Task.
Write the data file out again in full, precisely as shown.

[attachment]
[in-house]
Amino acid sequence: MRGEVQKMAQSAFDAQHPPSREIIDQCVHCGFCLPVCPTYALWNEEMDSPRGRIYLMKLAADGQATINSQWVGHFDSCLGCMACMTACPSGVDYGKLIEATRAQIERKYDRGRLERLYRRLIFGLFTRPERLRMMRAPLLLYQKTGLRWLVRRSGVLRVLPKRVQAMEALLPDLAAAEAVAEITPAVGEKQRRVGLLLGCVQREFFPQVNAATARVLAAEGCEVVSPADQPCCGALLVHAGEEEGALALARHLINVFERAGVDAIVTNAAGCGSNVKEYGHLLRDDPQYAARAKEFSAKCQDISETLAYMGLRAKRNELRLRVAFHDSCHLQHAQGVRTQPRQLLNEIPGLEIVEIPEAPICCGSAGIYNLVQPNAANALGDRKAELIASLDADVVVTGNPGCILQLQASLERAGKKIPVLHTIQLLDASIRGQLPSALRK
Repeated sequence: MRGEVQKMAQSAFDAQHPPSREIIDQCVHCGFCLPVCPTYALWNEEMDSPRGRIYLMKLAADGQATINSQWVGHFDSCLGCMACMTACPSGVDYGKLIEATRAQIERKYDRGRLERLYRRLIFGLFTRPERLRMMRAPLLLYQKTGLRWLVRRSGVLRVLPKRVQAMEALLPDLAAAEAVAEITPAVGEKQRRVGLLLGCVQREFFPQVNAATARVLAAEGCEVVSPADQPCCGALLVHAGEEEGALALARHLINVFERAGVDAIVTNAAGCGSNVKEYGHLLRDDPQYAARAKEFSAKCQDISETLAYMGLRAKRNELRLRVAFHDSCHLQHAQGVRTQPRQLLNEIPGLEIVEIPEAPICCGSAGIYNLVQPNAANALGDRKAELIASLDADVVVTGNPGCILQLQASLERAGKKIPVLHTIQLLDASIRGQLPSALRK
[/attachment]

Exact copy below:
[in-house]
Amino acid sequence: MRGEVQKMAQSAFDAQHPPSREIIDQCVHCGFCLPVCPTYALWNEEMDSPRGRIYLMKLAADGQATINSQWVGHFDSCLGCMACMTACPSGVDYGKLIEATRAQIERKYDRGRLERLYRRLIFGLFTRPERLRMMRAPLLLYQKTGLRWLVRRSGVLRVLPKRVQAMEALLPDLAAAEAVAEITPAVGEKQRRVGLLLGCVQREFFPQVNAATARVLAAEGCEVVSPADQPCCGALLVHAGEEEGALALARHLINVFERAGVDAIVTNAAGCGSNVKEYGHLLRDDPQYAARAKEFSAKCQDISETLAYMGLRAKRNELRLRVAFHDSCHLQHAQGVRTQPRQLLNEIPGLEIVEIPEAPICCGSAGIYNLVQPNAANALGDRKAELIASLDADVVVTGNPGCILQLQASLERAGKKIPVLHTIQLLDASIRGQLPSALRK
Repeated sequence: MRGEVQKMAQSAFDAQHPPSREIIDQCVHCGFCLPVCPTYALWNEEMDSPRGRIYLMKLAADGQATINSQWVGHFDSCLGCMACMTACPSGVDYGKLIEATRAQIERKYDRGRLERLYRRLIFGLFTRPERLRMMRAPLLLYQKTGLRWLVRRSGVLRVLPKRVQAMEALLPDLAAAEAVAEITPAVGEKQRRVGLLLGCVQREFFPQVNAATARVLAAEGCEVVSPADQPCCGALLVHAGEEEGALALARHLINVFERAGVDAIVTNAAGCGSNVKEYGHLLRDDPQYAARAKEFSAKCQDISETLAYMGLRAKRNELRLRVAFHDSCHLQHAQGVRTQPRQLLNEIPGLEIVEIPEAPICCGSAGIYNLVQPNAANALGDRKAELIASLDADVVVTGNPGCILQLQASLERAGKKIPVLHTIQLLDASIRGQLPSALRK